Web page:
Enable Praefect

To enable Praefect with default settings, set global.praefect.enabled=true .

See the Praefect documentation for details on how to operate a Gitaly cluster using Praefect.

Global settings for Praefect

global:
praefect:
enabled: false
virtualStorages:
- name: default
gitalyReplicas: 3
maxUnavailable: 1
dbSecret: {}
psql: {}












Name Type Default Description
enabled Boolean false Whether or not to enable Praefect
virtualStorages List See multiple virtual storages above. The list of desired virtual storages (each backed by a Gitaly StatefulSet)
dbSecret.secret String The name of the secret to use for authenticating with the database
dbSecret.key String The name of the key in dbSecret.secret to use
psql.host String The hostname of the database server to use (when using an external database)
psql.port String The port number of the database server (when using an external database)
psql.user String praefect The database user to use
psql.dbName String praefect The name of the database to use

Configure MinIO settings

The GitLab global MinIO settings are located under the global.minio key. For more
details on these settings, see the documentation within the MinIO chart.

global:
minio:
enabled: true
credentials: {}

Configure appConfig settings

The Webservice, Sidekiq, and
Gitaly charts share multiple settings, which are configured
with the global.appConfig key.

global:
appConfig:
# cdnHost:
contentSecurityPolicy:
enabled: false
report_only: true
# directives: {}
enableUsagePing: true
enableSeatLink: true
enableImpersonation: true
applicationSettingsCacheSeconds: 60
usernameChangingEnabled: true
issueClosingPattern:
defaultTheme:
defaultProjectsFeatures:
issues: true
mergeRequests: true
wiki: true
snippets: true
builds: true
containerRegistry: true
webhookTimeout:
gravatar:
plainUrl:
sslUrl:
extra:
googleAnalyticsId:
matomoUrl:
matomoSiteId:
matomoDisableCookies:
oneTrustId:
googleTagManagerNonceId:
bizible:
object_store:
enabled: false
proxy_download: true
storage_options: {}
connection: {}
lfs:
enabled: true
proxy_download: true
bucket: git-lfs
connection: {}
artifacts:
enabled: true
proxy_download: true
bucket: gitlab-artifacts
connection: {}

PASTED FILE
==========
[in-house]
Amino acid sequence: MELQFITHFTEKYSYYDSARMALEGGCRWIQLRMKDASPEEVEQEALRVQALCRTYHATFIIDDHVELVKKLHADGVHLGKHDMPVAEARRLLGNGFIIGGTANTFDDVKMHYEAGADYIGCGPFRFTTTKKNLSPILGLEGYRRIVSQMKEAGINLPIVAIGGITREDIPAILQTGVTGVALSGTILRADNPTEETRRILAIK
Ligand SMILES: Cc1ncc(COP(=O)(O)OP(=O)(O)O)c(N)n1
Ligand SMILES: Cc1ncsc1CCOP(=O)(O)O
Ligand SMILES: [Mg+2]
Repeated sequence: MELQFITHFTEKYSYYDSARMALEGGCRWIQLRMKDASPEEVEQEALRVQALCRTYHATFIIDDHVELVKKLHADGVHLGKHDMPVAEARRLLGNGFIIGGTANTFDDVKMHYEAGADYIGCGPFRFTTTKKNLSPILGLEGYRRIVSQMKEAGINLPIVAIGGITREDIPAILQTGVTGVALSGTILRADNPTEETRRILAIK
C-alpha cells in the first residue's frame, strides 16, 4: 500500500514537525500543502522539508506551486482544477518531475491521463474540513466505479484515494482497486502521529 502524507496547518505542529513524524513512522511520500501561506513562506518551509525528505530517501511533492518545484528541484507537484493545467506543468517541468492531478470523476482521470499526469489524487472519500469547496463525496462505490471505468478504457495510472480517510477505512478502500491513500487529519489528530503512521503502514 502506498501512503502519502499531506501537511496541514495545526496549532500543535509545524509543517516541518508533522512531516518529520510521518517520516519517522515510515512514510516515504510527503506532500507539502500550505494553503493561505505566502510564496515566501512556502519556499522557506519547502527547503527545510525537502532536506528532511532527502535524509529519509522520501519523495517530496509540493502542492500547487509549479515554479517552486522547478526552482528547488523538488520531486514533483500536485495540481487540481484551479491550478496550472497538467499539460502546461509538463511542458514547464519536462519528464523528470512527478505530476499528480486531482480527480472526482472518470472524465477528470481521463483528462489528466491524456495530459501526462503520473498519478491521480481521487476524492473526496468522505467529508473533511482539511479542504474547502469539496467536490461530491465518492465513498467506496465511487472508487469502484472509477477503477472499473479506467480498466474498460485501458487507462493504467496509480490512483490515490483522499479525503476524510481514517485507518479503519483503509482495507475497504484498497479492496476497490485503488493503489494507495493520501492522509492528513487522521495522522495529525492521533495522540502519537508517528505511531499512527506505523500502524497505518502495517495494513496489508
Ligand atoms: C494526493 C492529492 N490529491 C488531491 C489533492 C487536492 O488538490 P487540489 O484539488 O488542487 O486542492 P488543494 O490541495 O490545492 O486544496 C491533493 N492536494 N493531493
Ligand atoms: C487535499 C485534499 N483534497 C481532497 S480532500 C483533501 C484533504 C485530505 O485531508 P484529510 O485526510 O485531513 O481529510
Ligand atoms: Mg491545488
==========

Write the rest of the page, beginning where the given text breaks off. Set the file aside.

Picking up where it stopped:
uploads:
enabled: true
proxy_download: true
bucket: gitlab-uploads
connection: {}
packages:
enabled: true
proxy_download: true
bucket: gitlab-packages
connection: {}
externalDiffs:
enabled:
when:
proxy_download: true
bucket: gitlab-mr-diffs
connection: {}
terraformState:
enabled: false
bucket: gitlab-terraform-state
connection: {}
ciSecureFiles:
enabled: false
bucket: gitlab-ci-secure-files
connection: {}
dependencyProxy:
enabled: false
bucket: gitlab-dependency-proxy
connection: {}
backups:
bucket: gitlab-backups
microsoft_graph_mailer:
enabled: false
user_id: "YOUR-USER-ID"
tenant: "YOUR-TENANT-ID"
client_id: "YOUR-CLIENT-ID"
client_secret:
secret:
key: secret
azure_ad_endpoint: "https://login.microsoftonline.com"
graph_endpoint: "https://graph.microsoft.com"
incomingEmail:
enabled: false
address: ""
host: "imap.gmail.com"
port: 993
ssl: true
startTls: false
user: ""
password:
secret:
key: password
mailbox: inbox
idleTimeout: 60
inboxMethod: "imap"
clientSecret:
key: secret
pollInterval: 60
deliveryMethod: webhook
authToken: {}

serviceDeskEmail:
enabled: false
address: ""
host: "imap.gmail.com"
port: 993
ssl: true
startTls: false
user: ""
password:
secret:
key: password
mailbox: inbox
idleTimeout: 60
inboxMethod: "imap"
clientSecret:
key: secret
pollInterval: 60
deliveryMethod: webhook
authToken: {}

cron_jobs: {}
sentry:
enabled: false
dsn:
clientside_dsn:
environment:
gitlab_docs:
enabled: false
host: ""
smartcard:
enabled: false
CASecret:
clientCertificateRequiredHost: